Chris 180 | Trauma Assessment Center
16136
page-template-default,page,page-id-16136,page-child,parent-pageid-20,ajax_fade,page_not_loaded,,qode-theme-ver-10.0,wpb-js-composer js-comp-ver-4.12,vc_responsive

We utilize a Trauma  Informed Care model because we believe giving our clients the tools to cope with trauma will keep them intact and give them the tools to not only survive, but thrive.

 

How do we define trauma?

Individual trauma results from an event, series of events, or sets of circumstances that is experienced by an individual as physically or emotionally harming or threatening and that has lasting adverse effects on the person’s ability to function and on one’s physical, social, emotional, or spiritual well-being.

 

What makes us trauma informed?

We realize the widespread impact of trauma and understands potential paths for healing.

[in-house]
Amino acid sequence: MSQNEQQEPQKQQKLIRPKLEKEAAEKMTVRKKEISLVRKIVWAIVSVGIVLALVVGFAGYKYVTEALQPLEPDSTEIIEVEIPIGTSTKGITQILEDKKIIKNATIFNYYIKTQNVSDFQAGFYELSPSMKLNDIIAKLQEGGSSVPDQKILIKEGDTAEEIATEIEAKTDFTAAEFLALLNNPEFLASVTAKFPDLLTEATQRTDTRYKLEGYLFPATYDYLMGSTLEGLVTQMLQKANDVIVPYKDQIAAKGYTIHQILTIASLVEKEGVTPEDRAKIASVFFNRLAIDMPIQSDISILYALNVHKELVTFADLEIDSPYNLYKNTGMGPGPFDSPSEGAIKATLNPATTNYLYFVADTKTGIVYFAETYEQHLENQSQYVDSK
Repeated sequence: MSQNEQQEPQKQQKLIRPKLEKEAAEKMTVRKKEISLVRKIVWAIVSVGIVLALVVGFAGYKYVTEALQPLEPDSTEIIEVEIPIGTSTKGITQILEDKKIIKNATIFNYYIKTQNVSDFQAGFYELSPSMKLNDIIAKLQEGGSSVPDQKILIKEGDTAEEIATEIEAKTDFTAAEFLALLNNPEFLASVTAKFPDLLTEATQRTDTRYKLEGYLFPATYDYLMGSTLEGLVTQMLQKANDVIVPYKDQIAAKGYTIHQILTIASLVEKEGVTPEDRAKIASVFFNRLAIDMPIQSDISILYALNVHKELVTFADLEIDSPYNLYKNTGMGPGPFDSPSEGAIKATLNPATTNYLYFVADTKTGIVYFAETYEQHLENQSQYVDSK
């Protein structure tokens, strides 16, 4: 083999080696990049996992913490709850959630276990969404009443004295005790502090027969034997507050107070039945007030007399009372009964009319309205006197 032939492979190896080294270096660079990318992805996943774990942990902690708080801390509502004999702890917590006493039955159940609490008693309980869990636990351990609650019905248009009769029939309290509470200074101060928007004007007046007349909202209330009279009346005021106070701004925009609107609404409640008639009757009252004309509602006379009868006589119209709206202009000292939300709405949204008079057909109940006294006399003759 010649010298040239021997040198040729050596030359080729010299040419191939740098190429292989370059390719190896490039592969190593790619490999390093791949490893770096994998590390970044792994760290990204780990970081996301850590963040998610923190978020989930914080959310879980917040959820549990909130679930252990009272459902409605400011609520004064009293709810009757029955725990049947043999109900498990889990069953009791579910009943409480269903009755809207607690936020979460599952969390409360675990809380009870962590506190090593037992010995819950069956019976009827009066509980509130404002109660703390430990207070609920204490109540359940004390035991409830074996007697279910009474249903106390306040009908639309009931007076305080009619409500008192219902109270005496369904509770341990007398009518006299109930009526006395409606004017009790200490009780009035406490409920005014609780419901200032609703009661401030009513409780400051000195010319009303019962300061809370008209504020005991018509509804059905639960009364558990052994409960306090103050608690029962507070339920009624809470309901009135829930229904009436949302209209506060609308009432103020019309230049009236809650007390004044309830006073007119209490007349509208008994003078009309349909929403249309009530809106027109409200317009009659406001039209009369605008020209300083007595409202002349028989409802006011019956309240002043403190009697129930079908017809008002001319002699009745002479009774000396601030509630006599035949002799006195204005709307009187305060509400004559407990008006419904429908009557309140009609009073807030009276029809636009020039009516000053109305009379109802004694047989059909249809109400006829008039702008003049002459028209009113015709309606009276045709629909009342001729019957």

We recognize the signs and symptoms of trauma in clients, staff, and others involved with the system

We respond by fully integrating knowledge and understanding of trauma into counseling and life skills

Untreated trauma can result in physical illness, depression, poor school and work performance, and many other issues.

 

We utilize the Attachment, Self-Regulation and Competency (ARC) as a framework for intervention with youth and families who have experienced multiple and/or prolonged traumatic stress. ARC identifies three core domains that are frequently impacted among traumatized youth, and which are relevant to future resiliency. ARC provides a theoretical framework, core principles of intervention, and a guiding structure for providers working with these children and their caregivers, while recognizing that a one-size model does not fit all. ARC is designed for youth from early childhood to adolescence and their caregivers or caregiving systems.

 

Each year, our trauma informed programs help thousands

get on the road to recovery.